In this study, we describe a balanced cytogenetic chromosome translocation t(6;22)(q16.2;p13). The rearrangement segregates in a mother affected by OCD and her son with TS. The status of the father is unknown. In order to map the breakpoint(s) in more detail and to identify any related or additional sub-microscopic rearrangements, we performed whole genome mate-pair sequencing and high resolution SNP array analysis on the male proband. We present herein the mapping of the chromosomal breakpoints associated with TS and OCD as well as the identification of a number of additional genomic variations. Notably, the analysis revealed a 400 kb deletion on chromosome 6q in both mother and son.

Subjects and methods


The proband is a now 29 year old man with a history of daily motor tics, mainly head movements, with an onset at 6–7 years of age as well as daily vocal tics expressed as grunting that appeared at the age of 10 years. The symptoms have previously interfered with his daily social activities and attendance at school. The motor tics have declined with age and the vocal tics have disappeared since a few years. The proband has also a history of compulsive behavior, such as repeated check of the door and the stove before leaving the house, which is now in remission. He has cognitive functions within the normal range and he attended public school/high school with slight problems in mathematics and reading. He is now working full time. The mother, also with cognitive functions within normal range, has suffered from daily obsessive thoughts causing anxiety and distress since adolescence. The obsessions has previously interfered with her social life but has declined with age and she has been able to work full-time. She has no history of vocal or motor tics. Two sisters and the maternal grandparents of the proband refrained from participating in the study and information about other relatives were not available. Mother and son were diagnosed by psychiatrists according to the DSM-IV criteria for OCD and Tourette syndrome, respectively, without support for autistic spectrum disorder. Cytogenetic analysis revealed that both mother and son carry an apparently balanced reciprocal chromosome translocation t(6;22)(q16.2;p13). Written informed consent for participation in the study was obtained from the proband and his mother. The study was approved by the regional ethical committee of Uppsala.

Mate-pair sequencing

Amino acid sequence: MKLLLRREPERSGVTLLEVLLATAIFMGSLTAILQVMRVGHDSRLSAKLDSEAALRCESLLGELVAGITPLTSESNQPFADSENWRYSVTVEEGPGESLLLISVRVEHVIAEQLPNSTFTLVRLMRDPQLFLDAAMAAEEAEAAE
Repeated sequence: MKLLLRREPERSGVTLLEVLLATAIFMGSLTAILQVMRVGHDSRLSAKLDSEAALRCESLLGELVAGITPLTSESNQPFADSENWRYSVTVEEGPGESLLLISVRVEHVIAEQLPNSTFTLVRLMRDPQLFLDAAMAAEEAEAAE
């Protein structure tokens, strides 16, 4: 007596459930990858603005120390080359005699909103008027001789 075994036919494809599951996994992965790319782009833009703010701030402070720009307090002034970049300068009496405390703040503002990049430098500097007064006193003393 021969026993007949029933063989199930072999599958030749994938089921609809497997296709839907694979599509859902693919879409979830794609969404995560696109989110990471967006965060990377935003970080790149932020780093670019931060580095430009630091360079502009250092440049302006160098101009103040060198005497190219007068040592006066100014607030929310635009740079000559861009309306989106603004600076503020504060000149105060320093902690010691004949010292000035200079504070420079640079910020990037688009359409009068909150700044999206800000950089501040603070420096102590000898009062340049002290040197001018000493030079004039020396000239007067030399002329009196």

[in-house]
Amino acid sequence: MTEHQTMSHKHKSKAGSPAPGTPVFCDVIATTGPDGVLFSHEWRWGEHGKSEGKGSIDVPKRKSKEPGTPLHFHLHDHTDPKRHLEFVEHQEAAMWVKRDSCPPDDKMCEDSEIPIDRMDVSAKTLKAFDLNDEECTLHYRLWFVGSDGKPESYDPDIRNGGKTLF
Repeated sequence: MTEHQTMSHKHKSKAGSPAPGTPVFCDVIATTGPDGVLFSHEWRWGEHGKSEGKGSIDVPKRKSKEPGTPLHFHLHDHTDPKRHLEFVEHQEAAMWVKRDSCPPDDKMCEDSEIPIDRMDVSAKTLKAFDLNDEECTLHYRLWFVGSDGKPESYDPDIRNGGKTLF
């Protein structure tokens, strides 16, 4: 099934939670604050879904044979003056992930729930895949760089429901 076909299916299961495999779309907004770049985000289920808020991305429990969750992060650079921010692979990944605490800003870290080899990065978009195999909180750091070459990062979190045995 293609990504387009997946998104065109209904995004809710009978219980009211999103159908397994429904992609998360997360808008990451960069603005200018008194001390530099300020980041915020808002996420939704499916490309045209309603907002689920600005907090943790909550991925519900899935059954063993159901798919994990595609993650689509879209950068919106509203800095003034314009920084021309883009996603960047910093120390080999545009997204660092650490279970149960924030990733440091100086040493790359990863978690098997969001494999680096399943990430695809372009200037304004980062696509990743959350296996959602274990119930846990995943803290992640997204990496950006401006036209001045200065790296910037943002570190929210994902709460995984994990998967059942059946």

Thirty μg of DNA were used to construct SOLiD3 mate-pair libraries according to the manufacturer’s instructions. Briefly, the DNA was sheared into fragments of about 3 kb by HydroShear (Genomic Solutions) and end-repaired using End Polishing Enzyme 1 and 2. Cap adaptors (5-pACAGCAG-3, 5-CATGTCGTCp-3) are ligated to both ends of the fragments. Next, the adapter ligated DNA sample was separated on a 0.8% agarose gel and DNA fragments ~3 kb in length were recovered and purified. The sizes and concentrations of adapter ligated DNA strands were quantified using a Bioanalyzer kit (DNA 7500, Agilent). The sample was circularized using a biotinylated internal adaptor, nick translated with E.coli DNA polymerase 1 and digested with T7 exonuclease and S1 nuclease. Digested DNA was end-repaired using End Polishing Enzyme 1 and 2 and bound on streptavidin beads. P1 (5-CCACTACGCCTCCGCTTTCCTCTCTATGGGCAGTCGGTGAT-3, 5-ATCACCGACTGCCCATAGAGAGGAAAGCGGAGGCGTAGTGGTT-3) and P2 adaptors (5-AGAGAATGAGGAACCCGGGGCAGTT-3, 5-CTGCCCCGGGTTCCTCATTCTCT-3) were ligated to the fragments. The library was further nick-translated followed by PCR-based amplification and released from the beads. PCR products were separated on a 4% agarose gel and a 250–350 bp library band was recovered, purified, and verified using a Bioanalyzer kit (Agilent, DNA 1000). Throughout the library preparation procedure, DNA was purified and concentrated with QIAquick columns (QIAGEN) after each enzymatic reaction and PCR. Emulsion PCR was performed according to the manufacturer’s manual (SOLiD3 System Templated Bead Preparation Guide, Applied Biosystems) before SOLiD sequencing. Subsequently, 50 nt mate-pair sequences were collected on the AB SOLiD3 instrument.